What is Sleep Apnea?
Sleep apnea is a common disorder in which you have one or more pauses in breathing or shallow breaths while you sleep. Sleep apnea usually is a chronic (ongoing) condition that disrupts your sleep. This results in poor sleep quality that makes you tired during the day.
Sleep apnea is one of the leading causes of excessive daytime sleepiness.
There are three forms of Sleep Apnea:
- Obstructive (OSA) – the most common form that occurs when throat muscles relax and block breathing
- Central (CSA) - occurs when the brain fails to signal the muscles that control breathing
- Complex or mixed sleep apnea – combination of the two
Untreated Sleep Apnea can:
- Increase the risk of high blood pressure, heart attack, stroke, obesity, and diabetes
- Increase the risk of, or worsen, heart failure
- Make arrhythmias , or irregular heartbeats, more likely
What are the symptoms of Sleep Apnea?
- Breathing pauses lasting from a few seconds to minutes. They often occur 5 to 30 times or more an hour. Typically, normal breathing then starts again, sometimes with a loud snort or choking sound.
- Snoring (in the case of OSA)
- Excessive Daytime Sleepiness
- Restless sleep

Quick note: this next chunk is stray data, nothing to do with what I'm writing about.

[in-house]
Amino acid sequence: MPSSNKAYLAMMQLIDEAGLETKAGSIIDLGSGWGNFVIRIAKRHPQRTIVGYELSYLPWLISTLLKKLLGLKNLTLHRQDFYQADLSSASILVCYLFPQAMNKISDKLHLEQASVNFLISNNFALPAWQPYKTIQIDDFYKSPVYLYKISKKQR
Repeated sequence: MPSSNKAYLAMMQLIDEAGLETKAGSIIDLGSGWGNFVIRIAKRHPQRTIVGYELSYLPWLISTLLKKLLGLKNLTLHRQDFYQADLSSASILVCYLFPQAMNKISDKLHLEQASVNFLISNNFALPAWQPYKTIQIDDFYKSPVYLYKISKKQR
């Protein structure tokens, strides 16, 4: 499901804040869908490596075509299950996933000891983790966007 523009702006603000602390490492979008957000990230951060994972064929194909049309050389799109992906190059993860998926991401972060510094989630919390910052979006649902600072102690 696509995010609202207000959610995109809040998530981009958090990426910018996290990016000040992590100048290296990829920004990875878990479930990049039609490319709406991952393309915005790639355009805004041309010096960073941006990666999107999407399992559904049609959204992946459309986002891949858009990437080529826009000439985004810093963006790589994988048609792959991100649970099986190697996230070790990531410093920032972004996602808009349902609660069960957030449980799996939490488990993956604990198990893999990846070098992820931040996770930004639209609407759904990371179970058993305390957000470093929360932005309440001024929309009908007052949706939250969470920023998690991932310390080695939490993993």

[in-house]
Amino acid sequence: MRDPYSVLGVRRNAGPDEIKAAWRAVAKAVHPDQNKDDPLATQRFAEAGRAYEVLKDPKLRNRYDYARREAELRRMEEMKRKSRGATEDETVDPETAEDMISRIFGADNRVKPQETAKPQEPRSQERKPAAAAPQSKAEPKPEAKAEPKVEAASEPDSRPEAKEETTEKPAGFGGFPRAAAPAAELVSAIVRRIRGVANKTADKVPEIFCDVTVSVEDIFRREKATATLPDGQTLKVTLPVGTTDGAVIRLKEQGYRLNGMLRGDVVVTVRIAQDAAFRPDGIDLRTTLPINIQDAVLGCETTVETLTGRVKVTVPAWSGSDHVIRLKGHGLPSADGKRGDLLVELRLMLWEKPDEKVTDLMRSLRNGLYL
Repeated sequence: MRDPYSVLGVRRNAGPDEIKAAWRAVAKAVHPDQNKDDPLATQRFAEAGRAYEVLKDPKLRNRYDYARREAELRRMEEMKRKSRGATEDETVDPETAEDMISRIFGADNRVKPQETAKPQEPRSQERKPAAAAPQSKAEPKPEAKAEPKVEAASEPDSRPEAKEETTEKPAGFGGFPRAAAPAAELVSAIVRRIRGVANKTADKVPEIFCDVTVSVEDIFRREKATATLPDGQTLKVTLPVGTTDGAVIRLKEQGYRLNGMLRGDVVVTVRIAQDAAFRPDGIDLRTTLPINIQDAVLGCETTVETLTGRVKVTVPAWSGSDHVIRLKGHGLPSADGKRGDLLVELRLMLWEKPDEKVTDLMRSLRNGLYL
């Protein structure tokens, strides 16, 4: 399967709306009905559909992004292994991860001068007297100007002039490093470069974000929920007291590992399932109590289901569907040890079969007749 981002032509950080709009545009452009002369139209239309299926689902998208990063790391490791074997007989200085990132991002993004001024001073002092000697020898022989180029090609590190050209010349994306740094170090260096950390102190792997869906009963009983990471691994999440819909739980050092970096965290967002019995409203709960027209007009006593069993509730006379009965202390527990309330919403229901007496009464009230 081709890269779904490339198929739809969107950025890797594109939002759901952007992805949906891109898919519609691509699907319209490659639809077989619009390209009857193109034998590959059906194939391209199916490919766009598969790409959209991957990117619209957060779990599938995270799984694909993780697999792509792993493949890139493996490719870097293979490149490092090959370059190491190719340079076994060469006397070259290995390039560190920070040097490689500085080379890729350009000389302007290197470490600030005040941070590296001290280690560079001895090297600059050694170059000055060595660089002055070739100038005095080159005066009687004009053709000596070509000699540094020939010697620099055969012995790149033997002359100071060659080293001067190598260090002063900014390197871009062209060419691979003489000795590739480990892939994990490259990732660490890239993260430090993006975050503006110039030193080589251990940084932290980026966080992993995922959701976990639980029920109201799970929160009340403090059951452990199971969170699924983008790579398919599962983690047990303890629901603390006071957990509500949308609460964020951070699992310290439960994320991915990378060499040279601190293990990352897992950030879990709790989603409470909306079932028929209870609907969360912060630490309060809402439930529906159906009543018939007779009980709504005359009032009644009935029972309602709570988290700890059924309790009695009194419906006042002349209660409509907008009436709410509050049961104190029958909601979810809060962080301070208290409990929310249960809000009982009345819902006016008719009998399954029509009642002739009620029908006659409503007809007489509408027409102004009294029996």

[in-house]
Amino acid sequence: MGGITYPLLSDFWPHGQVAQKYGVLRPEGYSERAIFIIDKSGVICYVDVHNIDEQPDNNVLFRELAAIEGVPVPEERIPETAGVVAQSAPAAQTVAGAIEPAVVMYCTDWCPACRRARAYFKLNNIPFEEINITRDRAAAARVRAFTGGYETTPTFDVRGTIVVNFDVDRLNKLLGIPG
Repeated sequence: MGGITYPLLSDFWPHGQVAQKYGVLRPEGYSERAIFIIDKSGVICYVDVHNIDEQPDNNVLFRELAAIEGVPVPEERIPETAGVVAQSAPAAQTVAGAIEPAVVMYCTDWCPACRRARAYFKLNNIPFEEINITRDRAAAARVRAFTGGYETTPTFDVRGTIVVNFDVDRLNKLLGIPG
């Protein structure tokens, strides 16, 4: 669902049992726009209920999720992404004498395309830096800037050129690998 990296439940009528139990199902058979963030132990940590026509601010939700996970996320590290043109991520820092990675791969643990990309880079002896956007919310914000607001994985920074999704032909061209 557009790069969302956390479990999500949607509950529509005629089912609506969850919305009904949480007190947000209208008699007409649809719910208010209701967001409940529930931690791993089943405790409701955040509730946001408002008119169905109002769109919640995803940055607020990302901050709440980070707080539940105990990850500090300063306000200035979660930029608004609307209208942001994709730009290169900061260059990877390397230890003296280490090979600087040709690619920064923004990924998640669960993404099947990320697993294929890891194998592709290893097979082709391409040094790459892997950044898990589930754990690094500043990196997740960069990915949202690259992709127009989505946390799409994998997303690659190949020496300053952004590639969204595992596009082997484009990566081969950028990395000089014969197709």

- Waking up with a very sore and/or dry throat
- Morning headaches
- Forgetfulness, mood changes, and a decreased interest in sex
- Recurrent awakenings or insomnia
How is Sleep Apnea diagnosed?
In making a diagnosis of Sleep Apnea, your doctor will ask you about your sleeping habits, how much sleep you get at night, if you wake up at night, and whether you fall asleep during the day. Your doctor will also want to know if you are having any emotional problems or are taking any drugs that may be interfering with your sleep.
Your doctor will also order some sleep tests, such as polysomnography (PSG or NPSG).
How is Sleep Apnea treated?
If you are diagnosed with Sleep Apnea, your doctor may suggest changes such as losing weight, avoiding alcohol and sleeping pills, avoid sleeping on your back and to quit smoking.
- Continuous Positive Airway Pressure to keep the soft pallet and throat open during sleep. This is the most common treatment for Sleep Apnea.
- Oral appliances – to position the jaw forward to keep the soft pallet and throat open during sleep.
- Surgery – for the nose or throat to remove blockage or tissue or to tighten tissue.
- Medications or supplemental oxygen in the case of CSA.